The Unemployment Rate and Re-election

In the last 60 years there have been eight incumbent presidents seeking re-election. The table below shows the unemployment rate in January of the first year of their term, and then in January, July, and October of the last year of their first term.

As the White House squabbles over a hundredth of a percent in the latest labor statistics we asked ourselves: Why is this nit worth picking?

Here are just a few facts that help understand what 8.3{09f965da52dc6ab4c1643a77bd40d1f729d807040cd8db540234bb981a782222} unemployment means historically and from the Obama re-election campaign’s point of view:

  1. This administration is in uncharted territory when it comes to unemployment. In the last 60 years, no incumbent has faced unemployment over 8.0{09f965da52dc6ab4c1643a77bd40d1f729d807040cd8db540234bb981a782222} in his re-election year. Only in January 1984 did unemployment hit 8.0{09f965da52dc6ab4c1643a77bd40d1f729d807040cd8db540234bb981a782222}, but the rate steadily dropped throughout that year and Reagan went on to win re-election in a landslide. In all of 2012 however, unemployment has not dipped below that historic high-water mark.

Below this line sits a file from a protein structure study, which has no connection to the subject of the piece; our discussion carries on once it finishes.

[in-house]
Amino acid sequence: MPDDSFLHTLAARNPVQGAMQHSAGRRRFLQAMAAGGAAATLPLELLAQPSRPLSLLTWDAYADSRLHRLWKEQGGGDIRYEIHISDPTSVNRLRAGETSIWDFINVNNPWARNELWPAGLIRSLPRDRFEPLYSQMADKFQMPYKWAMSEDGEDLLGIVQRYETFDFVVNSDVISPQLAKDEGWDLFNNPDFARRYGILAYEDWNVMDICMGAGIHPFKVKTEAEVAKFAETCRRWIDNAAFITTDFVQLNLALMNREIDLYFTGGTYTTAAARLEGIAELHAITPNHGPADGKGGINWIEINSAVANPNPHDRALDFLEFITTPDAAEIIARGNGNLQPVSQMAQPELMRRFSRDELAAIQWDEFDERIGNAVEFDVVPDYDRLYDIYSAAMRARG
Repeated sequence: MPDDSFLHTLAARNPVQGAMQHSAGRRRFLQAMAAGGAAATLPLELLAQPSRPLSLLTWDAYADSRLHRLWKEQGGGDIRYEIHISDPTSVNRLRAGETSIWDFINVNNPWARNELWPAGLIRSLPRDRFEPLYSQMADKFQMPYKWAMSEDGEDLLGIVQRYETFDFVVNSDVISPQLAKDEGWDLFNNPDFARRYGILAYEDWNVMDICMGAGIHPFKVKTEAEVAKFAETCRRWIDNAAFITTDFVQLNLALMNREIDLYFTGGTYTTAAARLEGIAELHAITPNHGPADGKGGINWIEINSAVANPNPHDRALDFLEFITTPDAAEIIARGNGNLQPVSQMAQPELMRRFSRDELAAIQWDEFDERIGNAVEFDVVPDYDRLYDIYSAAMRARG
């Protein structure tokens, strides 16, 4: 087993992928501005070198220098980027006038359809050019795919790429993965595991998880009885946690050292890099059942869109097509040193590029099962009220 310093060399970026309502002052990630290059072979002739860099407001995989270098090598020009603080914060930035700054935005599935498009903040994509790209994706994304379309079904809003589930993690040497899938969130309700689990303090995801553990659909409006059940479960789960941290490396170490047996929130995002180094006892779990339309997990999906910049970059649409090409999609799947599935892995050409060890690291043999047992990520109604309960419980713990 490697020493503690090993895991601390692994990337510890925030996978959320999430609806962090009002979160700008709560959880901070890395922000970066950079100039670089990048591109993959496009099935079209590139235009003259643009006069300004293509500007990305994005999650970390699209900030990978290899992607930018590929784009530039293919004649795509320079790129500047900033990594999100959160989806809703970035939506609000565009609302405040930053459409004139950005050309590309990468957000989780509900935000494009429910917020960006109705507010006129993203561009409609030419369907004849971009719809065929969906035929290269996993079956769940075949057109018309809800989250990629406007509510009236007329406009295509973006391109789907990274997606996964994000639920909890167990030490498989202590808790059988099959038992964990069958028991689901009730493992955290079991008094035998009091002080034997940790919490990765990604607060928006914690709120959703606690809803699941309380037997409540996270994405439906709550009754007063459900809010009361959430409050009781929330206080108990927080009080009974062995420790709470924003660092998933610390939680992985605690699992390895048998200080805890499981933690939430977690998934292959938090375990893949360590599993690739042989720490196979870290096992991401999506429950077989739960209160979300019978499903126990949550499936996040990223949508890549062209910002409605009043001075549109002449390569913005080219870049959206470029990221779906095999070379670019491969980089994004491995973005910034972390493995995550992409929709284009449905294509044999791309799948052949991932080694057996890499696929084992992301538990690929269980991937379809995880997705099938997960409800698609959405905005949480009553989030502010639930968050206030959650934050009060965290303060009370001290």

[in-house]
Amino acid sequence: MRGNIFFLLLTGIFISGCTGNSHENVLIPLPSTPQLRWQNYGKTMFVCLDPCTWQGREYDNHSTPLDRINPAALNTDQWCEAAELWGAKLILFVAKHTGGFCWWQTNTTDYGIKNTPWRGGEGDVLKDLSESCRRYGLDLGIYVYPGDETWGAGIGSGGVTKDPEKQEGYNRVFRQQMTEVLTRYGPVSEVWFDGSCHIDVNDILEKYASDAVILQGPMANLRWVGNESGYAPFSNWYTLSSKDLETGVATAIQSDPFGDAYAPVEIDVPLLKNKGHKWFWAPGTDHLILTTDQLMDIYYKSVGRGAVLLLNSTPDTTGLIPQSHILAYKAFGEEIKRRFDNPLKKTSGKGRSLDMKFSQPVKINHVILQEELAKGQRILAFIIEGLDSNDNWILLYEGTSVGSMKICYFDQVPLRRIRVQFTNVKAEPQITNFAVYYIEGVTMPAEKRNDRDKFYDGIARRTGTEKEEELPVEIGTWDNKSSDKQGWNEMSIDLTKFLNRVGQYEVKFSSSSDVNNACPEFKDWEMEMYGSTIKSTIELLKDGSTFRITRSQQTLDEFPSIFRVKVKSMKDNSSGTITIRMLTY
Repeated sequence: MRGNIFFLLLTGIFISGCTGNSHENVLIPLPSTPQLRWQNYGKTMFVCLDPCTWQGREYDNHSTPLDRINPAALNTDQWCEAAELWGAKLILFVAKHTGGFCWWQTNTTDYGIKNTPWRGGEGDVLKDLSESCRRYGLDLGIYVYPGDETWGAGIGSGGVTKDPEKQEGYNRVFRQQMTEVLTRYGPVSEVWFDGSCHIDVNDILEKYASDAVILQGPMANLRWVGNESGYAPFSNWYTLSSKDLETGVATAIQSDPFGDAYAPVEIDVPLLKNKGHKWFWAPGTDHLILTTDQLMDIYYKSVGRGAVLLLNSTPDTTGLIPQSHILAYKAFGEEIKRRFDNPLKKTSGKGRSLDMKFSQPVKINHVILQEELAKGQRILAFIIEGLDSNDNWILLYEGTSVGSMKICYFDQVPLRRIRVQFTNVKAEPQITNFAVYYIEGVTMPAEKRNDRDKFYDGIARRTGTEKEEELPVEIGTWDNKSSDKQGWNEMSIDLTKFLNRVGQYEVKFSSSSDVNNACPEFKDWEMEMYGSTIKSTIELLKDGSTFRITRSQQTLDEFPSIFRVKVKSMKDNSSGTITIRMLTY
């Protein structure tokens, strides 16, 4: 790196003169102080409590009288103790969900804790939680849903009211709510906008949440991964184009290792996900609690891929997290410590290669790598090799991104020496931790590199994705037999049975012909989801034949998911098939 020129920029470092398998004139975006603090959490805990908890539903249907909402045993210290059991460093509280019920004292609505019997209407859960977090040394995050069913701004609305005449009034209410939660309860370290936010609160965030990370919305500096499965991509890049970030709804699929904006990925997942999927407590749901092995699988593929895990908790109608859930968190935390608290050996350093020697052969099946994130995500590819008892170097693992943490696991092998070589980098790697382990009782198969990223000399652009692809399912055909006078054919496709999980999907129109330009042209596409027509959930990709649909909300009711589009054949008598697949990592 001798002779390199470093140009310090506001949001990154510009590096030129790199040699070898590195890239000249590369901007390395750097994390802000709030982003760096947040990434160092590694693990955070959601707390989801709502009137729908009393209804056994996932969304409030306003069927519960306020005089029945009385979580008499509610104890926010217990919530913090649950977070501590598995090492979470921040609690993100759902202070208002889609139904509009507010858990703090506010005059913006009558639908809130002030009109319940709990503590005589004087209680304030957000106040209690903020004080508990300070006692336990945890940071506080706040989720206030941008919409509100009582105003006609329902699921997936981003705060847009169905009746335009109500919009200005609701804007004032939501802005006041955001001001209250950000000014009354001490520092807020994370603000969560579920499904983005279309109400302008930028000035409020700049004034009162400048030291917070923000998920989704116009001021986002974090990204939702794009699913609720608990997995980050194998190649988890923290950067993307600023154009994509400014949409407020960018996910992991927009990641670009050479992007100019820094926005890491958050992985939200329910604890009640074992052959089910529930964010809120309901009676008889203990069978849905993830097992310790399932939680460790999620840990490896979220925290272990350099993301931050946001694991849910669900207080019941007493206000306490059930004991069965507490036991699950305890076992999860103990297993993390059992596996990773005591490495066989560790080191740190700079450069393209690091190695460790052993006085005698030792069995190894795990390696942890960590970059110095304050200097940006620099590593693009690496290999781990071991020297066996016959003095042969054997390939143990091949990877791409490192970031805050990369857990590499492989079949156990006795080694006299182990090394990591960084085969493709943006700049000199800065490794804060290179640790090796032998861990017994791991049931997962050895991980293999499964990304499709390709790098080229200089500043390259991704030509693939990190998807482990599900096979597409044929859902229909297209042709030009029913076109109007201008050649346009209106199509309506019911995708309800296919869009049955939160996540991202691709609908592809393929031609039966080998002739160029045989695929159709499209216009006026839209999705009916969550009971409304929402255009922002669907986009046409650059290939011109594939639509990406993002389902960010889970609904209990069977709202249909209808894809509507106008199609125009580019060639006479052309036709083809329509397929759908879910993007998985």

2. As the table shows, incumbents have been re-elected despite an overall increase in the unemployment rate over their first term. Therefore, when it comes to unemployment, the question is not “are we better off today than we were four years ago.”  Instead the question is, “What have you done for me lately?” with January of the election year being a benchmark for that measure.
  3. Using January of the election year as a benchmark, over the past 60 years there is a consistent trend: Incumbents are defeated when the unemployment rate over the final ten months of their term increases (1980 Jimmy Carter) or remains flat (1992 George H. W. Bush).
  4. In seven of the past eight election years where an incumbent is vying for a second term the unemployment rate has dropped or remained steady between July and October .*  As we can see in the table a drop in the final four months does not correlate with re-election.  But this year is again unlike any other in that the January and July unemployment rates are both 8.3{09f965da52dc6ab4c1643a77bd40d1f729d807040cd8db540234bb981a782222}.  In mid-July Fed Chair Ben Bernanke warned that progress in reducing an 8.2{09f965da52dc6ab4c1643a77bd40d1f729d807040cd8db540234bb981a782222} unemployment rate “seems likely to be frustratingly slow,” now the rate has risen and is effectively flat for 2012.

Bottom line

With the most recent unemployment report, the Obama economy has returned to its January benchmark of 8.3{09f965da52dc6ab4c1643a77bd40d1f729d807040cd8db540234bb981a782222} unemployment. Predictions for the next several months portend a sluggish economy. History suggests that if unemployment stays at 8.3{09f965da52dc6ab4c1643a77bd40d1f729d807040cd8db540234bb981a782222} or increases any more in October – Obama will not be re-elected.

*Only in 1964 did the unemployment rate grow from July to October in an election year with an incumbent running for re-election.

Public Opinion Strategies